This year I experimented with seed saving for the first time. It all came about after we found out our local library was doing a seed exchange program. Similar to borrowing books, you check out packets of seeds from the library, grow them over the summer, save the seeds, keep some for yourself and return the rest for other residents to borrow next year. If you are unable to save the seeds, then you have to buy something similar to replace them. We borrowed a total of four packets of seed: Lettuce, Basil, Sunflowers and Parsley.
I have never actually saved seeds before (besides beans) and had little more than the general knowledge of this process. In all honestly, I probably would not have attempted this if my Mother hadn’t roped me into it. Although it is something I’ve thought a lot of about trying, I didn’t want to have to jump into the deep end. (And never would have chosen the Parsley from the Advanced drawer.) But, overall, it’s been fun, enlightening and (mostly) successful.
Today, I’m sharing a bit about the lettuce and basil. Next time I’ll discuss the others, as well as an old heirloom variety of beans we are saving.
The most interesting thing I learned was how long it takes. Normally, when lettuce bolts you think: “oh, it’s gone to seed” and pull it out. But it takes a lot longer for it to actually produce seed. Eventually you’ll see sweet yellow flowers that open in the sun. After they die off you should start to see white fuzzy tops, similar to dandelions. I was confused for quite a while because it wasn’t until a couple weeks ago that I actually saw any. Most of the flower pods ended up getting moldy and I worried they wouldn’t produce decent seeds. But it all worked out and I have plenty now. (This variety is Bronze Mignonette.)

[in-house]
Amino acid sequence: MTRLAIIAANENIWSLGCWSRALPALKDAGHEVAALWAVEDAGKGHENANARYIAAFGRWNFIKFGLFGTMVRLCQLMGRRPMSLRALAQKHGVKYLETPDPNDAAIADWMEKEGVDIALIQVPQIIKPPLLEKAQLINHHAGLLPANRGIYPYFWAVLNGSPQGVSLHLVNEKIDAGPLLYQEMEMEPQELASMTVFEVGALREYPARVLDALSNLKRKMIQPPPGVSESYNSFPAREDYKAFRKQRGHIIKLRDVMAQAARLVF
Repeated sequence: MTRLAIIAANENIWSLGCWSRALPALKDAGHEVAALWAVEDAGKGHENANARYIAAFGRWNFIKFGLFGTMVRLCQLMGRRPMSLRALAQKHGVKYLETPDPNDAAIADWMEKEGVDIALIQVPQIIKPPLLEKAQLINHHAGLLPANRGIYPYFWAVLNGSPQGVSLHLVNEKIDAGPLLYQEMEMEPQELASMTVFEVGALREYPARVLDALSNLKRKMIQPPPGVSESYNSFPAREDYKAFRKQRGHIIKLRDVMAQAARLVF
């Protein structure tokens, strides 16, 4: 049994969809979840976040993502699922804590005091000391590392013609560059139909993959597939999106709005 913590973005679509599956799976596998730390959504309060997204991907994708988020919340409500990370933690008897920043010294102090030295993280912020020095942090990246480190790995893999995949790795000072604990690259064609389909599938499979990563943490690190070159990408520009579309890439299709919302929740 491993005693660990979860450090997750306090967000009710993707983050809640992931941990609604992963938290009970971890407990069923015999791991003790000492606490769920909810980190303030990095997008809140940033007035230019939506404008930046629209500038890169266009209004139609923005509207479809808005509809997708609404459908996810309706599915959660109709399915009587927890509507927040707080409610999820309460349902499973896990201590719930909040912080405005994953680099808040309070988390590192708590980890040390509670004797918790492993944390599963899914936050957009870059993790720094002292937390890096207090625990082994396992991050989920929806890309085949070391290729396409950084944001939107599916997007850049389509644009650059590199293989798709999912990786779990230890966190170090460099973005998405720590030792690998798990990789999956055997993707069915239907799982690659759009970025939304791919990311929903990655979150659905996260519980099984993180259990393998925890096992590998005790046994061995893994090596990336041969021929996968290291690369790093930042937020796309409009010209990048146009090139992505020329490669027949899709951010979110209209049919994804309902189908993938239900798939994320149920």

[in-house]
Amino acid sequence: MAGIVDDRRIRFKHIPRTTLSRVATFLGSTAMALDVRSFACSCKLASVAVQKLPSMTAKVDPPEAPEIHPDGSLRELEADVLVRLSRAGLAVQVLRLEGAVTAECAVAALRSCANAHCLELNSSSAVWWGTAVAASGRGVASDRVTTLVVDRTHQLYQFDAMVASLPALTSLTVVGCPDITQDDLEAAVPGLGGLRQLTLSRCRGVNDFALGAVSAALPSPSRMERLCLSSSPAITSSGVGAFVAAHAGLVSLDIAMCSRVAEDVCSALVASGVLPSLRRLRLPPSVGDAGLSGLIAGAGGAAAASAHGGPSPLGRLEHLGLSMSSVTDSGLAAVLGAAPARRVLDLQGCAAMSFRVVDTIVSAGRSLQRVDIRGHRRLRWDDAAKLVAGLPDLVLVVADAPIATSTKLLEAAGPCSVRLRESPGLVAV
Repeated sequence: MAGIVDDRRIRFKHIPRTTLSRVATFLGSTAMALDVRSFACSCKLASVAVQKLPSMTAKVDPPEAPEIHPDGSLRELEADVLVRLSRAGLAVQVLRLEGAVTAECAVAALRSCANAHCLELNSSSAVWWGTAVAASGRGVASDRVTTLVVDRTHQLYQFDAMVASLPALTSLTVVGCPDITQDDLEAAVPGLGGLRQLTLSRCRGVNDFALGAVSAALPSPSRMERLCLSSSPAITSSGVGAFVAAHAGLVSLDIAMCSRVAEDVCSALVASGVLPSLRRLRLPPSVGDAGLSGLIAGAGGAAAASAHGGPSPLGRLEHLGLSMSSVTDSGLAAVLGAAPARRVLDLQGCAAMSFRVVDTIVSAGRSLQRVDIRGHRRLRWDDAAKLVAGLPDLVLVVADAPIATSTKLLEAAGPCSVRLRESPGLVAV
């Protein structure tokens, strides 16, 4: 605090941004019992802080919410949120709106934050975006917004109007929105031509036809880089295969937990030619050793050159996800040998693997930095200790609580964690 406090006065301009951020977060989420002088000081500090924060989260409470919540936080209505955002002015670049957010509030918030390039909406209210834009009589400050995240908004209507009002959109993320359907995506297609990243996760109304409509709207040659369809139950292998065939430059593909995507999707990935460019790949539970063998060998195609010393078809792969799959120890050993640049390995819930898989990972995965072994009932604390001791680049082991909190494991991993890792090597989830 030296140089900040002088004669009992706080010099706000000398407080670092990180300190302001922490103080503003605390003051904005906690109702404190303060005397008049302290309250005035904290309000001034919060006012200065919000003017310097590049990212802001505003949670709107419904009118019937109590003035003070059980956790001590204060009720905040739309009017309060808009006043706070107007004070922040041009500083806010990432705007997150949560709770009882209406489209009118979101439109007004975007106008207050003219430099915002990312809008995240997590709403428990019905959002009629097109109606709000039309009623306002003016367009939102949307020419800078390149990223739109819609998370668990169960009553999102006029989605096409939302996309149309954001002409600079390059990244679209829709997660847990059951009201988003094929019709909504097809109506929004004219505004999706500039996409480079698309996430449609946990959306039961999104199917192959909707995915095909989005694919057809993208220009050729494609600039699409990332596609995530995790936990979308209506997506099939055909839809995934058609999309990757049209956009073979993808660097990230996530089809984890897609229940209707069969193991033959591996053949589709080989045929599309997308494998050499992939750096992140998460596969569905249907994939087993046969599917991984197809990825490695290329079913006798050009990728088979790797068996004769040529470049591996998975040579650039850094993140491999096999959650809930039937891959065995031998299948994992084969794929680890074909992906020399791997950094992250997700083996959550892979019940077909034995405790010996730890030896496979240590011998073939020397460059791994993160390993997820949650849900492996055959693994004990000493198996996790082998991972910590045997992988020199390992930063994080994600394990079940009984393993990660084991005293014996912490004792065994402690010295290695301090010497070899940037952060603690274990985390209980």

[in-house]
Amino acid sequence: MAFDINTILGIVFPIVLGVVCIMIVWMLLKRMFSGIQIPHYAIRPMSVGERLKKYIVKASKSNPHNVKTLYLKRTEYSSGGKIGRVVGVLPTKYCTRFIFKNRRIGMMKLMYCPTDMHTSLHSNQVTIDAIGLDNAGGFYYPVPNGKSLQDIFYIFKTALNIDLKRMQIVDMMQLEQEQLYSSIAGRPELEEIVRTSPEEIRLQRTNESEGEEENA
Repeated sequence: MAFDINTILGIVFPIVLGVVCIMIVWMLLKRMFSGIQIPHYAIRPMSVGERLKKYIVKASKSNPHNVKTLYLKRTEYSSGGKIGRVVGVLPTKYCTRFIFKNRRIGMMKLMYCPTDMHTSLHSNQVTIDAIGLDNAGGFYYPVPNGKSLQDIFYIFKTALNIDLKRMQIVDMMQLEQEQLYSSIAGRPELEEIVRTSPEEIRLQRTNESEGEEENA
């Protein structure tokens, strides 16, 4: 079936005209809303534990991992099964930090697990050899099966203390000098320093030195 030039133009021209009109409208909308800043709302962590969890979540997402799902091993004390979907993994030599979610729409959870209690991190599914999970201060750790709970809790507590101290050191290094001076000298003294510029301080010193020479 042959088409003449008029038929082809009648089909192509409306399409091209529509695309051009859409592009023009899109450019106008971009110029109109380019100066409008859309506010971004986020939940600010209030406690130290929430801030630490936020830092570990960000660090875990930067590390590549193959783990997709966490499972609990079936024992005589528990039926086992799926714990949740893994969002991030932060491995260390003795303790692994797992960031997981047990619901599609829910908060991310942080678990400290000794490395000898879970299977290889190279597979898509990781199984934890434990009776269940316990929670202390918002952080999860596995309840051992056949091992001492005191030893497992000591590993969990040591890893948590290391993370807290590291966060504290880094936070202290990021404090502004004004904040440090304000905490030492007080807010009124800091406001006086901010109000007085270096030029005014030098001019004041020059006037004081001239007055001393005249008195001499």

I started the basil in a container and then transplanted most of them to the garden, where they really thrived, only just now starting to lose their flowers. The remainder I had left in the container on the porch died quicker and has given me more than enough seeds to return to the library and to plant next year. After basil blooms and the flower falls off, it starts producing the little seeds. I noticed each little pod thing holds about four seeds. They start off green and when they turn black you can harvest and save. (This variety is Cinnamon Basil.)
Do you save seeds?
PS: I want to do a little shout out that the seeds were donated to our library by Baker Creek Heirloom Seed.